The population likely to have glaucoma was estimated from age related estimates of prevalence in individuals aged 40 year and older, which were based on published epidemiological studies.4,5 Evaluating all available reports that gave age specific estimates for prevalence of open angle glaucoma, Quigley and Vitale proposed a model to estimate the prevalence of glaucoma for each age from 40 to 90 years in white people.4
Prevalence = (1.59 × 10−2) − (1.14 × 10−3) × (age − 30) + (3.39 × 10−5) × (age − 30)2
For each year studied, in each health board, the estimated prevalence for each age band was applied to census projections of the population within that age band. These were totalled to give the likely number of patients with glaucoma in each health board and in Scotland as a whole.
To provide aggregated data at a level between health board and Scotland overall, four notional “regions” were defined around health boards with major population centres. These were: south west (Ayrshire and Arran, Argyll and Clyde, Greater Glasgow, Lanarkshire, Western Isles, and Dumfries and Galloway); south east (Borders, Lothian); central (Fife, Tayside, Forth Valley); and north east (Highland, Grampian, Orkney, Shetland). These regions have no formal status, and differ widely in area and character. Their populations aged 40 years and over in 1999 were (thousands): south west, 1132.2; south east, 404.5; central, 491.7; north east 371.6. It is anticipated that some cross boundary flow of patients would occur within these areas.
The Common Services Agency (CSA) of the NHS in Scotland collects data on all NHS prescriptions written by general practitioners in Scotland, dispensed by an NHS contractor (including dispensing doctors) and submitted for pricing to the practitioner services division of CSA. It does not gather hospital prescribing data, except for a very small number of prescriptions written in hospital and dispensed in the community. Information was available and extracted for all drugs in British National Formulary section 11.6: Glaucoma by active ingredient in five subsections: miotics, sympathomimetics, topical β blockers, carbonic anhydrase inhibitors, prostaglandin analogues,13 for the years 1994 to 1999. Individual drugs were grouped according to their BNF subsection, and data also aggregated at this level. A number of drugs introduced during the period of the analysis were identified as “new drugs”—that is, new chemical entities (dorzolamide, latanoprost, brimonidine). These were included in the main analysis, but also analysed separately. The measure used for volume of prescribing was number of prescribed items per 1000 population estimated to have glaucoma (PEG). The measure used for cost of prescribing was gross ingredient cost per 1000 PEG.
The information and statistics division (ISD) of the NHS in Scotland collects information routinely on activity in Scottish hospitals using the Scottish morbidity record (SMR). Using the SMRs for acute hospital discharges (SMR01), all episodes were identified where a “trabeculectomy” (OPCS4 code C60.1, which includes phacotrabeculectomy and non-penetrating trabeculectomy) had been performed between 1989 and 1999.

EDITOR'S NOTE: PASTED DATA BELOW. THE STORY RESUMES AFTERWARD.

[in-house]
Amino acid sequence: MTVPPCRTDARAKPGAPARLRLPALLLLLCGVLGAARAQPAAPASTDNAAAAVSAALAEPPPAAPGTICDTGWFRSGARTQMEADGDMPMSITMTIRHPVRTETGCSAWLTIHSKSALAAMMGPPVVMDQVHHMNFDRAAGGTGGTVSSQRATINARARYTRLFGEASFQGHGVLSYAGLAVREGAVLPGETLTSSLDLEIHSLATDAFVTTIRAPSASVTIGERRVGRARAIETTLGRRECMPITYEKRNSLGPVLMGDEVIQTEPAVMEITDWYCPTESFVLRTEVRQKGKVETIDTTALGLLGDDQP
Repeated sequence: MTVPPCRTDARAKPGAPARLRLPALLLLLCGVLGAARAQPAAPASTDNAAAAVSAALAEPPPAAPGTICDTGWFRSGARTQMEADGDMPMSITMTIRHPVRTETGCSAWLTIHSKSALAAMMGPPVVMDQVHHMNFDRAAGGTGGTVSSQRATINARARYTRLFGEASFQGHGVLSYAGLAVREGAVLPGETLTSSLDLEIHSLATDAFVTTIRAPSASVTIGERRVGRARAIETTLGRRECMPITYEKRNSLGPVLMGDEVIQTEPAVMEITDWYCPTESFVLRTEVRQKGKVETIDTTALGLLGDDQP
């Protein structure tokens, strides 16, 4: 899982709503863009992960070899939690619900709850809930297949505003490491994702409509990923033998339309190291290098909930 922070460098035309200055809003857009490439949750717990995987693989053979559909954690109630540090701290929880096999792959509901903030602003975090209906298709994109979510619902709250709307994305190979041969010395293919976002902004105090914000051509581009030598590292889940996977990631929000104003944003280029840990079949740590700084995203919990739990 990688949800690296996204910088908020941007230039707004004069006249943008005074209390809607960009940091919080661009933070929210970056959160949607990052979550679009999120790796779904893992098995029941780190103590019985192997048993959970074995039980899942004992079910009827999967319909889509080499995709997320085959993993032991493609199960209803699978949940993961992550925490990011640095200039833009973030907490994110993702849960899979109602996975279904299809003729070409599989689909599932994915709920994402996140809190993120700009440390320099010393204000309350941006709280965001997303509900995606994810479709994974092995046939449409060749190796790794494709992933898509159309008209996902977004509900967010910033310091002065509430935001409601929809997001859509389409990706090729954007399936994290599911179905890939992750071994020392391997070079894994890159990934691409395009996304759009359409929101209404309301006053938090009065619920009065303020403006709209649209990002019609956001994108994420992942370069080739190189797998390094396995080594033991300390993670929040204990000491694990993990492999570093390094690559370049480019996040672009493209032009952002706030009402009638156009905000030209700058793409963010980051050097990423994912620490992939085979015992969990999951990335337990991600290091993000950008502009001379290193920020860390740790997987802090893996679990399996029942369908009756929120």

Trabeculectomy, first described in 1968, is the standard surgical procedure to treat patients with glaucoma.14 Rates of these operations per 1000 PEG were calculated for the period 1994 to 1999. Similarly, estimates were calculated for each region. Data of argon laser trabeculoplasty and laser cyclophotocoagulation procedures were also obtained. Waiting times (median wait in days) for admission to ophthalmology wards following placement on waiting lists and waiting times for outpatient appointments following a referral by a general medical practitioner were calculated from central data sets. In order to compare overall ophthalmic surgery activity, the numbers of SMR01 episodes where a cataract extraction had been recorded between 1989 and 1999 were also extracted.
Details of ophthalmology staff employed in the NHS in Scotland are collected by ISD via the Medical and Dental Census. This includes consultants and career grades including honorary appointments. Information relating to eye tests is gathered through an aggregated return (ISD(S)22) which is collected at 6 monthly intervals within each health board area. The Scottish Executive, directorate of primary care supplied the number of optometrists (ophthalmic opticians).
There was a 24.9% increase in items per 1000 PEG for Scotland, from 7950 in 1994 to 9930 in 1999 (Fig 1⇓). Over this time there was a variation in prescribing increase in the regions studied, the range being 14.3 to 31.9%. In 1999 the total items per 1000 PEG varied from 8266 to 10,507 in the four regions (Table 1⇓).